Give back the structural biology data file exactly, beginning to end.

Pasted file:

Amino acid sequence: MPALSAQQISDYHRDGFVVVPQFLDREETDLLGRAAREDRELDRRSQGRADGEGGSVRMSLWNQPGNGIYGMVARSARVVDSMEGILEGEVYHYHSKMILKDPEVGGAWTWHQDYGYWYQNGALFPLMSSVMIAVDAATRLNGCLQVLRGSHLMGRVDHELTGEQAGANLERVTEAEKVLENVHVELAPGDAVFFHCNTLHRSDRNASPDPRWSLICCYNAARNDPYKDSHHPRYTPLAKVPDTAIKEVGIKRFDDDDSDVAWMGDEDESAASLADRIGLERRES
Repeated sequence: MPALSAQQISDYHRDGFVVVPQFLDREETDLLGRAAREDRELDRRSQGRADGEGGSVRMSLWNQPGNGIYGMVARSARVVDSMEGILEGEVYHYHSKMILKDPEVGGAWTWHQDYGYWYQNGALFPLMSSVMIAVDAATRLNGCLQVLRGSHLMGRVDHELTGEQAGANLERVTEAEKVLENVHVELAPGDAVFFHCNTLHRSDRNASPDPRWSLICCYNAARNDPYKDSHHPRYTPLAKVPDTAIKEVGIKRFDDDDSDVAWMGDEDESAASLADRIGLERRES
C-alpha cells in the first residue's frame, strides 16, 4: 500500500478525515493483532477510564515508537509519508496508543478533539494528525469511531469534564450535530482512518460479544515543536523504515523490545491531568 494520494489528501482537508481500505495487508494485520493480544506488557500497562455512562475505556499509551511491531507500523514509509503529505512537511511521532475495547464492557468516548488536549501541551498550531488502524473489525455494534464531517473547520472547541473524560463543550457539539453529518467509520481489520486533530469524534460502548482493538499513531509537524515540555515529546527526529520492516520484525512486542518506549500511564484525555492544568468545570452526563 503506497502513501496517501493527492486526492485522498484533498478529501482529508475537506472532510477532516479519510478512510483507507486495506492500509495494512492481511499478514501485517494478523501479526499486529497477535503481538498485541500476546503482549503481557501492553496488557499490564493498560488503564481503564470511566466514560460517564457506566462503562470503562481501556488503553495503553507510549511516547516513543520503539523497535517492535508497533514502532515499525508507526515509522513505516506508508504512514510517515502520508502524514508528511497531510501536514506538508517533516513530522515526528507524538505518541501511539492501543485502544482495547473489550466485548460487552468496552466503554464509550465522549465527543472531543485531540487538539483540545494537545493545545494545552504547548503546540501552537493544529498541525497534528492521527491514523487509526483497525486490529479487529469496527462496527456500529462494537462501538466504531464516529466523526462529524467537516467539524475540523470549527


Amino acid sequence: MPALSAQQISDYHRDGFVVVPQFLDREETDLLGRAAREDRELDRRSQGRADGEGGSVRMSLWNQPGNGIYGMVARSARVVDSMEGILEGEVYHYHSKMILKDPEVGGAWTWHQDYGYWYQNGALFPLMSSVMIAVDAATRLNGCLQVLRGSHLMGRVDHELTGEQAGANLERVTEAEKVLENVHVELAPGDAVFFHCNTLHRSDRNASPDPRWSLICCYNAARNDPYKDSHHPRYTPLAKVPDTAIKEVGIKRFDDDDSDVAWMGDEDESAASLADRIGLERRES
Repeated sequence: MPALSAQQISDYHRDGFVVVPQFLDREETDLLGRAAREDRELDRRSQGRADGEGGSVRMSLWNQPGNGIYGMVARSARVVDSMEGILEGEVYHYHSKMILKDPEVGGAWTWHQDYGYWYQNGALFPLMSSVMIAVDAATRLNGCLQVLRGSHLMGRVDHELTGEQAGANLERVTEAEKVLENVHVELAPGDAVFFHCNTLHRSDRNASPDPRWSLICCYNAARNDPYKDSHHPRYTPLAKVPDTAIKEVGIKRFDDDDSDVAWMGDEDESAASLADRIGLERRES
C-alpha cells in the first residue's frame, strides 16, 4: 500500500478525515493483532477510564515508537509519508496508543478533539494528525469511531469534564450535530482512518460479544515543536523504515523490545491531568 494520494489528501482537508481500505495487508494485520493480544506488557500497562455512562475505556499509551511491531507500523514509509503529505512537511511521532475495547464492557468516548488536549501541551498550531488502524473489525455494534464531517473547520472547541473524560463543550457539539453529518467509520481489520486533530469524534460502548482493538499513531509537524515540555515529546527526529520492516520484525512486542518506549500511564484525555492544568468545570452526563 503506497502513501496517501493527492486526492485522498484533498478529501482529508475537506472532510477532516479519510478512510483507507486495506492500509495494512492481511499478514501485517494478523501479526499486529497477535503481538498485541500476546503482549503481557501492553496488557499490564493498560488503564481503564470511566466514560460517564457506566462503562470503562481501556488503553495503553507510549511516547516513543520503539523497535517492535508497533514502532515499525508507526515509522513505516506508508504512514510517515502520508502524514508528511497531510501536514506538508517533516513530522515526528507524538505518541501511539492501543485502544482495547473489550466485548460487552468496552466503554464509550465522549465527543472531543485531540487538539483540545494537545493545545494545552504547548503546540501552537493544529498541525497534528492521527491514523487509526483497525486490529479487529469496527462496527456500529462494537462501538466504531464516529466523526462529524467537516467539524475540523470549527